Technology advances, cost pressures fuel rise of national radiology groups

By Brandon Glenn, MedCity News

January 24, 2011

The radiology outsourcing market was once was dominated by disparate, local groups, but in recent years national and regional players have begun gobbling up more and more customers.

And that’s made radiology outsourcing companies – which typically perform radiological services both on-site at hospitals and remotely in what’s known as teleradiology — an increasingly attractive target for investors.

The trend is being driven largely by technology advances and healthcare cost pressures, which have combined to create a lucrative market for the companies stepping up to provide radiology services as hospitals look to save cash any way they can.

The global market for teleradiology, which refers to off-location reading of images like x-rays, MRI and CAT scans, was valued at $6 billion in 2008, and is growing at double-digit annual rates, according to a London research firm.

“We’re at a tipping point of a pretty major transformation in this business,” said Koleman Karleski, a managing director with Chrysalis in Louisville, Kentucky. Karleski has good reason to be a radiology outsourcing enthusiast: Chrysalis backs Pittsburgh-based Foundation Radiology Group, which raised $9.5 million last year to fuel its expansion.

The 75-employee company has 20 clients in five states: Pennsylvania, New York, Virginia, Kentucky and Michigan, said Barbara Beaudin, Foundation’s chief financial officer. Nationally, the field is led by Minnesota-based Virtual Radiologic, which last year bought rival NightHawk Radiology for $170 million. Other national and regional radiology players include Alabama-based Optimal Readings, California-based Imaging Advantage, and Cleveland-area Radisphere National Radiology Group, which raised a $27.5 million investment round last year.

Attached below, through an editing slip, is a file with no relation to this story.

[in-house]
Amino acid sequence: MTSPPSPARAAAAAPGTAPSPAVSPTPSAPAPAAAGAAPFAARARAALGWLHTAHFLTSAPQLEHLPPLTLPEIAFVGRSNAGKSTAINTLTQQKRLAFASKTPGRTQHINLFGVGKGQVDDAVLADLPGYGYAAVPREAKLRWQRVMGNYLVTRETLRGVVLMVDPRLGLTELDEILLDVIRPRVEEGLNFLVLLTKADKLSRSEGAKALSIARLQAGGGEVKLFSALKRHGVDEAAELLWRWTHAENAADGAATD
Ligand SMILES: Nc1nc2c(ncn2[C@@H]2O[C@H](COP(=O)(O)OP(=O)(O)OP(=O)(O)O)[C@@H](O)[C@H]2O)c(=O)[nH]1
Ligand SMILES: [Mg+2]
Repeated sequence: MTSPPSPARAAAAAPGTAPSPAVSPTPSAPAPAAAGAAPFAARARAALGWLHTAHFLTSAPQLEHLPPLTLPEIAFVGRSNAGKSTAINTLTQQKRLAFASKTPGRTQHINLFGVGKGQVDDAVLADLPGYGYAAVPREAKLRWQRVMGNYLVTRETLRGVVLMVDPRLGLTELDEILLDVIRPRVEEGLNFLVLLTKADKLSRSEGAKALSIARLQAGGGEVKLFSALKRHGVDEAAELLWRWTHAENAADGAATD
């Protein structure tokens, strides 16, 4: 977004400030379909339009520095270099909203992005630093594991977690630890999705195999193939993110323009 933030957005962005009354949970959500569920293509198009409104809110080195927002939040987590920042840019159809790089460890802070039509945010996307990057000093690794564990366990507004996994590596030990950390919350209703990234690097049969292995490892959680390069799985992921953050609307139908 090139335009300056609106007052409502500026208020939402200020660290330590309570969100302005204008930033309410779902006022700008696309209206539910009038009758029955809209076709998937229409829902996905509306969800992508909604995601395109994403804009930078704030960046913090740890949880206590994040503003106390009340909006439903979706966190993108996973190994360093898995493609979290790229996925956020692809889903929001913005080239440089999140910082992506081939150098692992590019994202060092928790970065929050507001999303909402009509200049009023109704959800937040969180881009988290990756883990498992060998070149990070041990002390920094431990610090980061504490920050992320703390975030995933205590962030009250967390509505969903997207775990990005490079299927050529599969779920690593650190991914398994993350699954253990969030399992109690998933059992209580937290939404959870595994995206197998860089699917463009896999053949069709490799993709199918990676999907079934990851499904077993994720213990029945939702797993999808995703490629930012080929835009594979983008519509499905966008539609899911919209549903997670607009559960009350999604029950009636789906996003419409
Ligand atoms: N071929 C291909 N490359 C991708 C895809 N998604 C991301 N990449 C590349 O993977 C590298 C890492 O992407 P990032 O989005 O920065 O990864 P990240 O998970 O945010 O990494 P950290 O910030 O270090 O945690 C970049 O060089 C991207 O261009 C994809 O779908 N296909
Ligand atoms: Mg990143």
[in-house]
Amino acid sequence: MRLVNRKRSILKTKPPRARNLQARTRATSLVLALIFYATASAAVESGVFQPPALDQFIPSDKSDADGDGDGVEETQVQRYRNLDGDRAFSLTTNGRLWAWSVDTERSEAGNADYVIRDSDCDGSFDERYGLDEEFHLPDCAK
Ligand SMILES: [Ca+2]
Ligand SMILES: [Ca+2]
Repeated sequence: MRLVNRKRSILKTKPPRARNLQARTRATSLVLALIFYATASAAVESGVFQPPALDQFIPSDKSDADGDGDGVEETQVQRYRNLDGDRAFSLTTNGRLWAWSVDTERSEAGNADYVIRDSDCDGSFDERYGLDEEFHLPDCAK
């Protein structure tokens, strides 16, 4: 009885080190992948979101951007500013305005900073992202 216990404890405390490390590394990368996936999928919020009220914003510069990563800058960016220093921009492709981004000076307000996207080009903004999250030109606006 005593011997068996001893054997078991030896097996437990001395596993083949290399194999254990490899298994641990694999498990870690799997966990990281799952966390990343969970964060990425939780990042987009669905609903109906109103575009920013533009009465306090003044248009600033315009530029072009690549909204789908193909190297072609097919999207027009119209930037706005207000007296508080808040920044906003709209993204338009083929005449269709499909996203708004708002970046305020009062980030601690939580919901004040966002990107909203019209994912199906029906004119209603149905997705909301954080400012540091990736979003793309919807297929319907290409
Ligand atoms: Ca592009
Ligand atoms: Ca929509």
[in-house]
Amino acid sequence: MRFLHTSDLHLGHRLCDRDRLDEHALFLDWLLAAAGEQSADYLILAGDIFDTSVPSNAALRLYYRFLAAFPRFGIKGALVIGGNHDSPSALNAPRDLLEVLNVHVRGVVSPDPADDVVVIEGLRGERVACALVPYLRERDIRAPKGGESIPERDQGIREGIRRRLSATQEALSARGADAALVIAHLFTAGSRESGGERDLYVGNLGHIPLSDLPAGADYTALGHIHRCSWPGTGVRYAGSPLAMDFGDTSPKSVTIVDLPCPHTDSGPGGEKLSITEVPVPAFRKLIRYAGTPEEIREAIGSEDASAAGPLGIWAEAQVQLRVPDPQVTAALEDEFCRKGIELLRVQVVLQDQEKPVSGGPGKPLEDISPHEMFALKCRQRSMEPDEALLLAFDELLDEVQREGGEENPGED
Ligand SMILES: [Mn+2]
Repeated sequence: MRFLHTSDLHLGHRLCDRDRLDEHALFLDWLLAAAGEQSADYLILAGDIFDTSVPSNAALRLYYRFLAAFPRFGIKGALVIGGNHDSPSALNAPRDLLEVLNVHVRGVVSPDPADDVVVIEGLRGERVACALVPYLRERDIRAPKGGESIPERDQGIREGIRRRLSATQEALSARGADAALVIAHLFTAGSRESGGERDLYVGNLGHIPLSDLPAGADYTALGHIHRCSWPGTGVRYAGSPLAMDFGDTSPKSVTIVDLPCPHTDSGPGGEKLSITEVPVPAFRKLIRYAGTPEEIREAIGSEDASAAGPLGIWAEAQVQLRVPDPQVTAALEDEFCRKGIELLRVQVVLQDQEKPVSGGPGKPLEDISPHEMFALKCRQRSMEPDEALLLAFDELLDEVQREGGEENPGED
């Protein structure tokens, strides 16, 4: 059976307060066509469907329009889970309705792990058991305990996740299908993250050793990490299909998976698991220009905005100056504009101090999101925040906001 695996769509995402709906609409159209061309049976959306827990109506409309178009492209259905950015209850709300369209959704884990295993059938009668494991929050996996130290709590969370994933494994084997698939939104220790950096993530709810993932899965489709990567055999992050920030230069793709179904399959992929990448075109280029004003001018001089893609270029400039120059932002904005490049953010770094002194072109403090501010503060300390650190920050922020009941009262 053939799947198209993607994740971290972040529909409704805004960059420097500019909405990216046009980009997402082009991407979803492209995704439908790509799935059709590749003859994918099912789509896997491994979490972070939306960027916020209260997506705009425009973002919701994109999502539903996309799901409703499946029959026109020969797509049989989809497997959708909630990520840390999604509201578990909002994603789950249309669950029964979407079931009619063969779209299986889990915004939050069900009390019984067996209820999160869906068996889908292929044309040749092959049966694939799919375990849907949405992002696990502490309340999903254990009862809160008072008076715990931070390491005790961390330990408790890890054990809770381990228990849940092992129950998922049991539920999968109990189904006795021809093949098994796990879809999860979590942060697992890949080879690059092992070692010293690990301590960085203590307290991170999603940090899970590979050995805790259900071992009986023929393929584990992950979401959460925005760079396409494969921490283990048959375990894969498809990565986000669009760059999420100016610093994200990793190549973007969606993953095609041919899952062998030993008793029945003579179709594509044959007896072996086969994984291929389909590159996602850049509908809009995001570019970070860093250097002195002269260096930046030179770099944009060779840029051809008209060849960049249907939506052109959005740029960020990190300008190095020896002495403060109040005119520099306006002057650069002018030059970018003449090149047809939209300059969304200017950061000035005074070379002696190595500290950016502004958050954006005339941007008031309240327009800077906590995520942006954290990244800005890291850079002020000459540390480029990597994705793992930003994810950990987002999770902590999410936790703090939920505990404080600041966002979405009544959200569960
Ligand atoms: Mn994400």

Karleski estimates the U.S. market for radiology services at about $3 billion annually.

Most of the national and regional players contract with smaller, community hospitals, whose radiology groups might not have a wide range of expertise in the field’s numerous subspecialties, like muscoskeletal and neuroradiology. And even if the hospitals could find radiologists with a range of subspecialty expertise, they can’t afford to pay several of those subspecialists to be on the clock all day. That’s where teleradiology comes in.

Much of the reason for the rise of teleradiology simply stems from the nature of radiology work. Radiologists can analyze images any time and anywhere (as long as the technology allows it) because there doesn’t need to be a direct, physical doctor-patient relationship, said Susan Luria, a vice president with Cleveland-based biomedical business development group BioEnterprise.

“You don’t know the radiologist who’s reading your films, you just want to know that somebody highly capable is reading them,” Luria said.

As new, more powerful technology has come on the market, it’s become easier and cheaper to outsource radiology services. The widespread availability of broadband, plus radiology outsourcing companies’ investment in their own technology, has made sending images over the Internet simple and fast. It also allows companies like Foundation to make radiologists of any subspecialty available to clients around the clock, Karleski said.

“The technology and workflow enables productivity enhancement like no other service business that I’ve seen,” Karleski said.

Radisphere has invested massively in its own, proprietary software, and considers its technology a big point of differentiation between it and its competitors, said Clay Larsen, the company’s senior vice president of client and network development. When the company announced its $27.5 million investment round, it said it would use much of the cash to enhance its “radii” technology platform. In addition to image sharing, the technology helps users manage workflow, licensing, credentialing and other functions, Larsen said.

Radisphere employs about 100 full- and part-time radiologists throughout the country, about 130 support staff, and services 35 community hospital clients. The company splits its work between on-site and remote services for clients, according to Larsen.

While the national and regional players like Radisphere and Foundation appear on their way to carving out a lucrative niche, the technological progress that fueled their rise could be followed by new advances that further change and disrupt the market for radiological services. So if the past holds any lessons, it’s likely that radiology outsourcing companies will need to keep investing in their technology while they simultaneously fight for market share.

“I’d expect when you wake up five years from now the delivery of radiology services will look very different than what it does today,” Karleski said. “And it certainly looks very different today than it did five or 10 years ago.”